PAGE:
PESHAWAR, 09 January 2019: As part of the UNHCR global approach to boost refugee self-reliance, the refugee agency and partners in Pakistan are supporting refugee communities to stand on their own feet.
With the support of UNHCR and partners, Afghan refugee communities are operating health facilities and pharmacies in some refugee villages through their own financial sources.
Income from the refugee patients is funding the operations of the health facility at Gandaf refugee village in Swabi district, in Khyber Pakhtunkhwa. The charges are still far less than the market value, with the added benefit of the services being available at the refugees’ doorstep.
“I find it convenient and affordable. I paid only Rs 2,000 (USD 15) for the delivery of my baby here, as compared to Rs 5,000 – 10,000 being charged by the facilities outside the village,” said Kalsoom, an Afghan refugee from Nangarhar province who was carrying her newborn to the facility for vaccinations and a general checkup. “And this health facility is close to my house and I don’t need to be accompanied by a male family member to come here”.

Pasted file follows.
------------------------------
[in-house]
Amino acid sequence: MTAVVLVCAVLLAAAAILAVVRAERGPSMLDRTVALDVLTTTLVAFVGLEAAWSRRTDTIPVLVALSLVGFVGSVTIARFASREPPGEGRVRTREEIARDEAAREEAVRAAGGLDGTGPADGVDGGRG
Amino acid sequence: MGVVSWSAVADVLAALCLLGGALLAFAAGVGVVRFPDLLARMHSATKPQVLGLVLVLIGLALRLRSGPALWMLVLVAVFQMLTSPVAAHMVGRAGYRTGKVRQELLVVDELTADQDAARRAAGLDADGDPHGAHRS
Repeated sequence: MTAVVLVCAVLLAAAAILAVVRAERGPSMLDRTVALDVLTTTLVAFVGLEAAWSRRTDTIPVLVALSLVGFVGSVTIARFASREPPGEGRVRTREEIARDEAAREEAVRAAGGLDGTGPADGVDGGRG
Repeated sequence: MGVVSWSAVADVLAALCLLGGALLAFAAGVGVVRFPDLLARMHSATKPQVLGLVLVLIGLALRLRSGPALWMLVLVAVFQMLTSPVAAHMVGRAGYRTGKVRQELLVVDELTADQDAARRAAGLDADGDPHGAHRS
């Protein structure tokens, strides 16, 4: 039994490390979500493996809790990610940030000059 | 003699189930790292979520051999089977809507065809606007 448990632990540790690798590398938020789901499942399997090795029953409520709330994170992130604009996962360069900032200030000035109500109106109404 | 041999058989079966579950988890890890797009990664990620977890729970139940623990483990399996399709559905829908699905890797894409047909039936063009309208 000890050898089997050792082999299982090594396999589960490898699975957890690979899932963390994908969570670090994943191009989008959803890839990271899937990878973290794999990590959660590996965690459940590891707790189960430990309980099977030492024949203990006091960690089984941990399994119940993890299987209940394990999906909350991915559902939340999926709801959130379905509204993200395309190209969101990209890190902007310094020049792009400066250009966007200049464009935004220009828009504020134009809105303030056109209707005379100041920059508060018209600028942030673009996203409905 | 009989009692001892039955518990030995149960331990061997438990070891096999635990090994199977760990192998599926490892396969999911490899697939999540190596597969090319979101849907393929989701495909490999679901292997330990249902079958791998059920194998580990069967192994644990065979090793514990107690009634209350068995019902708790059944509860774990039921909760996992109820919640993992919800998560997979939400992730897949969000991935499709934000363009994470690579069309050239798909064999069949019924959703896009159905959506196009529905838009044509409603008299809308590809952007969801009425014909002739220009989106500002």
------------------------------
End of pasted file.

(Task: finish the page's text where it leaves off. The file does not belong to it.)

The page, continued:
Community funds are pooled and then invested in the community labour rooms, maternity ward for short stays and community pharmacies for the continuation of some health services. In its first month of operation, the community-run pharmacy had already catered for 38 patients, while the labour room had delivered an average of 70-80 babies. Moreover, some of the most marginalized and vulnerable patients are being provided these services free of charge.
These health facilities provide not only preventive services, with the integrated management of neonatal and childhood illnesses, but also promotive services that include information-sharing to ensure the general well-being of the refugee population.
These health facilities not only cater to the needs of the refugee population but also welcome Pakistani citizens.
“The community pharmacy in the health facility is a great convenience since I do not have to go to the market to get basic medicine when the doctor prescribes them,” said Mahjabeen, a Pakistani citizen.
“We believe we are setting a great example of self-sustainability with our efforts to run this health facility through the refugee funds,” said Dr. Emel Khan, Executive Director of Frontier Primary Health Care (FPHC). ”We are able to purchase the medicine for the pharmacy at a 15 per cent discount from the market so we are able to stockpile more medicine,” he said.
UNHCR is gradually transitioning its primary health care services from the health facilities at the refugee villages to public health facilities nearby. For tertiary health services, patients are referred to tertiary hospitals.